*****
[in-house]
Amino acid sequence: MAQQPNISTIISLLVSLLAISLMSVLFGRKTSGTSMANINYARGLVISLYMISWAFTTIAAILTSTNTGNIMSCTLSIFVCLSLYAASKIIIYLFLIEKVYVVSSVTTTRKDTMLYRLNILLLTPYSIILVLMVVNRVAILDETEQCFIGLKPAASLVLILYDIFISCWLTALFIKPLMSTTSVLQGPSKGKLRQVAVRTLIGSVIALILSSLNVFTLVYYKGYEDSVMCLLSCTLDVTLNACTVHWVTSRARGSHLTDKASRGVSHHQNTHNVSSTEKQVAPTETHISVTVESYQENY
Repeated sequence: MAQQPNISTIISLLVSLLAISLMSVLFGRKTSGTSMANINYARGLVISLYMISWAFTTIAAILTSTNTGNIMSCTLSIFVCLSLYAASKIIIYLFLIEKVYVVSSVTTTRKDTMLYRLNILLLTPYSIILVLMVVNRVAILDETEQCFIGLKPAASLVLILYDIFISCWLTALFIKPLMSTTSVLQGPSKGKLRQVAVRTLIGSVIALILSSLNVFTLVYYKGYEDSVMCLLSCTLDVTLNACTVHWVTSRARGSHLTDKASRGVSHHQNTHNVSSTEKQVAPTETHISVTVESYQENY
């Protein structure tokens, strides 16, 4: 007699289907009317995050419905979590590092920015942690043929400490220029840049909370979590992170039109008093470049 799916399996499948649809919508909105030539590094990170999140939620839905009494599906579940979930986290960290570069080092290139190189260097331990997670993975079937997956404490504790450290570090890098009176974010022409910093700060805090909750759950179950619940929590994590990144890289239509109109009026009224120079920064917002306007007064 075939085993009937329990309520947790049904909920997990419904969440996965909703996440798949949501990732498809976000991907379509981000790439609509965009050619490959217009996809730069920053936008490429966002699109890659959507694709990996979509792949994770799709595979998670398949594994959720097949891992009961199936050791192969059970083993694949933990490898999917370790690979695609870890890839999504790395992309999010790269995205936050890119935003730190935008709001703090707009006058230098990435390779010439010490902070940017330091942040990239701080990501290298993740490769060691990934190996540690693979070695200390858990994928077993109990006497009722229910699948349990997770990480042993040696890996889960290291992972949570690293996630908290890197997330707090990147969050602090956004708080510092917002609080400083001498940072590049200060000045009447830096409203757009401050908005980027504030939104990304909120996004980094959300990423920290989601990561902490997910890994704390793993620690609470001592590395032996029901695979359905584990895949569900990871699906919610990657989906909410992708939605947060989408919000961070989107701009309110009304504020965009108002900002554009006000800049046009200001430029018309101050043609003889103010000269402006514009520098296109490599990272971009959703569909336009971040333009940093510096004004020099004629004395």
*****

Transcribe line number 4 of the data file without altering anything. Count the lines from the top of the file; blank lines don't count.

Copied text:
């Protein structure tokens, strides 16, 4: 007699289907009317995050419905979590590092920015942690043929400490220029840049909370979590992170039109008093470049 799916399996499948649809919508909105030539590094990170999140939620839905009494599906579940979930986290960290570069080092290139190189260097331990997670993975079937997956404490504790450290570090890098009176974010022409910093700060805090909750759950179950619940929590994590990144890289239509109109009026009224120079920064917002306007007064 075939085993009937329990309520947790049904909920997990419904969440996965909703996440798949949501990732498809976000991907379509981000790439609509965009050619490959217009996809730069920053936008490429966002699109890659959507694709990996979509792949994770799709595979998670398949594994959720097949891992009961199936050791192969059970083993694949933990490898999917370790690979695609870890890839999504790395992309999010790269995205936050890119935003730190935008709001703090707009006058230098990435390779010439010490902070940017330091942040990239701080990501290298993740490769060691990934190996540690693979070695200390858990994928077993109990006497009722229910699948349990997770990480042993040696890996889960290291992972949570690293996630908290890197997330707090990147969050602090956004708080510092917002609080400083001498940072590049200060000045009447830096409203757009401050908005980027504030939104990304909120996004980094959300990423920290989601990561902490997910890994704390793993620690609470001592590395032996029901695979359905584990895949569900990871699906919610990657989906909410992708939605947060989408919000961070989107701009309110009304504020965009108002900002554009006000800049046009200001430029018309101050043609003889103010000269402006514009520098296109490599990272971009959703569909336009971040333009940093510096004004020099004629004395």